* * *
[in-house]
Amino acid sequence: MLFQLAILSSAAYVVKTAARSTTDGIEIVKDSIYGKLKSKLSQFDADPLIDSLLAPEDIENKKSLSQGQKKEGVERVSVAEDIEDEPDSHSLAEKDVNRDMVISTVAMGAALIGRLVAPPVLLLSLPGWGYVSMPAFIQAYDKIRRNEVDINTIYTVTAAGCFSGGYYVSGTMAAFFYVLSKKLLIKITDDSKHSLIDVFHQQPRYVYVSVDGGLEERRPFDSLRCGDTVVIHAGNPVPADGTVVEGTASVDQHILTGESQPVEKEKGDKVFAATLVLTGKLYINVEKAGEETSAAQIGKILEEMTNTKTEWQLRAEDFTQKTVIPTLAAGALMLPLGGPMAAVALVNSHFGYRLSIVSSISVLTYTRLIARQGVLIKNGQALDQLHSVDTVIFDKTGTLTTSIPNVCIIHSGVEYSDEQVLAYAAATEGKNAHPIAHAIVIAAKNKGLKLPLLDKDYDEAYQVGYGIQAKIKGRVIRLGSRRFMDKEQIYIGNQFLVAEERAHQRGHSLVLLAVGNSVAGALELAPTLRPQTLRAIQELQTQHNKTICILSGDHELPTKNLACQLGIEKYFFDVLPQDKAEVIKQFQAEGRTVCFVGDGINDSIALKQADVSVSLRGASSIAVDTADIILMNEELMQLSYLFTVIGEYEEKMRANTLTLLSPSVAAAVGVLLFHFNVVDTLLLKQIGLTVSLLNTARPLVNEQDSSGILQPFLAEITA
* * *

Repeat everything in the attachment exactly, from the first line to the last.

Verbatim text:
[in-house]
Amino acid sequence: MLFQLAILSSAAYVVKTAARSTTDGIEIVKDSIYGKLKSKLSQFDADPLIDSLLAPEDIENKKSLSQGQKKEGVERVSVAEDIEDEPDSHSLAEKDVNRDMVISTVAMGAALIGRLVAPPVLLLSLPGWGYVSMPAFIQAYDKIRRNEVDINTIYTVTAAGCFSGGYYVSGTMAAFFYVLSKKLLIKITDDSKHSLIDVFHQQPRYVYVSVDGGLEERRPFDSLRCGDTVVIHAGNPVPADGTVVEGTASVDQHILTGESQPVEKEKGDKVFAATLVLTGKLYINVEKAGEETSAAQIGKILEEMTNTKTEWQLRAEDFTQKTVIPTLAAGALMLPLGGPMAAVALVNSHFGYRLSIVSSISVLTYTRLIARQGVLIKNGQALDQLHSVDTVIFDKTGTLTTSIPNVCIIHSGVEYSDEQVLAYAAATEGKNAHPIAHAIVIAAKNKGLKLPLLDKDYDEAYQVGYGIQAKIKGRVIRLGSRRFMDKEQIYIGNQFLVAEERAHQRGHSLVLLAVGNSVAGALELAPTLRPQTLRAIQELQTQHNKTICILSGDHELPTKNLACQLGIEKYFFDVLPQDKAEVIKQFQAEGRTVCFVGDGINDSIALKQADVSVSLRGASSIAVDTADIILMNEELMQLSYLFTVIGEYEEKMRANTLTLLSPSVAAAVGVLLFHFNVVDTLLLKQIGLTVSLLNTARPLVNEQDSSGILQPFLAEITA